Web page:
Jorah: “Forgive me. I never meant–please, Khaleesi, forgive me.”
Daenerys: “You sold my secrets to the man who killed my father and stole my brother’s throne…”
Jorah: “I have protected you, fought for you, killed for you…”
Daenerys: “…and you want me to forgive you!?”
Jorah: “I have loved you.”
If ever there were a time he deserved his long-overdue Emmy, it was Iain’s delivery of the realization that all his years of lying finally caught up to him. As an actor, he pushes Jorah through every tactic to get back into Daenerys’ good graces, but as we all know it does not work. The saddest moment of season 4 wasn’t Oberyn Martell dying; it was Ser Jorah Mormont being dismissed from his Khaleesi’s service. Iain puts me through the ringer every time.
Jorah’s season 5 journey through the kidnapping of Tyrion has its ups and downs, but their journey was largely in service of giving Jorah greyscale, and getting him back into Daenerys’ good graces. For me, the largest standout is when it was when Iain Glen finally popped up in season 5 (took long enough). At the end of episode 3, ‘High Sparrow,’ I remember the huge sigh of relief on my face when I heard Iain Glen’s voice come to the ‘rescue’ with “I’m taking you to the queen.” I had chills then, and I do now.
Unfortunately there wasn’t too much Jorah in season 6 because he leaves to find a cure for greyscale halfway through, but Iain’s best work is definitely the scene where he where confesses his feelings to Daenerys and departs. Iain stops talking and lets his face do all the work – never was there a more expressive actor on Game of Thrones:
Jorah: “All I’ve ever wanted was to serve you. Tyrion Lannister was right. I love you. I’ve always loved you…Goodbye, Khaleesi.”
Daenerys: “Do not walk away from your queen, Jorah the Andal. You have not been dismissed you. You pledged yourself to me. You swore to obey my commands for the rest of your life. When I command you to find the cure, wherever it is in this world, I command you to heal yourself. And then return to me. When I take the seven kingdoms, I need you by my side.”
In season 7, the bear returned to his queen in a scene for which I waited all season. In the span of one episode, ‘Eastwatch,’ Jorah had reunited with and then departed from his queen. But it gave us this utterly iconic picture on the right. I know I’ve said this over and over but Iain Glen doesn’t need to talk to express his feelings. He walks into a room (or on to a beach) and his heart tells you everything you need to know: “I will return to you.” That’s not the quote, but it’s what he’s saying.
This brings us to season 8, or as Friends would call it, ‘The One Where He Goes Out Like a Damn Hero.’ ‘The Long Night’ only aired this week, yet I’ve rewatched his death scene three times already. One, because I hate myself and two because it’s too beautiful to get over. Jorah died doing what he loved: protecting his beloved Khaleesi. And Iain Glen got to experience his final moments doing what he loved: sharing the screen with his best friend of the last 10 years. Emilia and Iain have often waxed poetic about their kinship, and I truly am here for it:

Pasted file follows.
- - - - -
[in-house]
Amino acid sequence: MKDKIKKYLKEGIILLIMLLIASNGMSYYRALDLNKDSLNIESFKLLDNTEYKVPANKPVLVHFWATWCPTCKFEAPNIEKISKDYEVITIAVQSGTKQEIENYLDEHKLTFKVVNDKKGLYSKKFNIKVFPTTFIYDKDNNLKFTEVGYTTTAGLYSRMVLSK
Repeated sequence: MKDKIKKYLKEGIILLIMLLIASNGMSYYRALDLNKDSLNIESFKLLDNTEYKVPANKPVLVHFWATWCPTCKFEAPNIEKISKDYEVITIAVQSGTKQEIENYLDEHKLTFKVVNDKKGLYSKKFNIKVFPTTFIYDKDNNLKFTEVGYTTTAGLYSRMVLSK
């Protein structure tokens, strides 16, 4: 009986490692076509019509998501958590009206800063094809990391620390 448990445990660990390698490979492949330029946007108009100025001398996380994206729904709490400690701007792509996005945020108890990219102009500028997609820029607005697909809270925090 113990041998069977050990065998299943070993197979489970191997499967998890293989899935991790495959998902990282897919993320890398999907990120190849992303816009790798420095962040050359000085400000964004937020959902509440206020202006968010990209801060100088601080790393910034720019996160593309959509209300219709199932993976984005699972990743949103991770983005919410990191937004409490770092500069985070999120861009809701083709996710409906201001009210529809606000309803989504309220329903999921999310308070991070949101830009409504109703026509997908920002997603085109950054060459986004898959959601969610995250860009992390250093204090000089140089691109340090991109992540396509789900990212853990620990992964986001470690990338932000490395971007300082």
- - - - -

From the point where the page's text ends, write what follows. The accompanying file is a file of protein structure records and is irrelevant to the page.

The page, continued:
Iain’s an accomplished stage actor, Shakespearean and otherwise, prolific film and TV actor (Sir Richard Carlisle anyone?), and will soon be portraying Batman/Bruce Wayne (?!?!?!) in DC Universe’s Titans season 2. His resume and body of consistent work over the last 10 years is impressive, considering he’s been a main cast member since season 1. And with that, one of our true original main cast members who appeared in the pilot, someone who gained the ‘With’ status in the title sequence in season 4 and beyond has finally moved on. Jorah may be gone, but Iain Glen thankfully lives on, amassing a truly staggering body of work.
Iain Glen brought Jorah Mormont to life on the screen in a way he never came alive in the books. While some may suggest it was the writing who toned down his more uncomfortable book character, I’d remind those people that writing can only give dialogue to a character, but it takes the right actor to give that character their voice. Iain surpassed all expectations and then some. Having read the books first, I’d always thought Sansa and Jaime were going to be my two favorites once the show aired, but Jorah threw me for a real loop. Iain’s acting prowess and natural instinct to take the temperature of whatever scene he was in and inject exactly the right amount of chutzpah into it was unparalleled. I can’t think of two actors other than Emilia and Iain who have shared more scenes together over the entire 8 seasons. Other characters parted ways, or went off in scenes on their own, but those two were almost always together scene after scene, season after season. And we wouldn’t have it any other way.
RIP Ser Jorah Mormont, the Andal of Bear Island. And long live Iain Glen.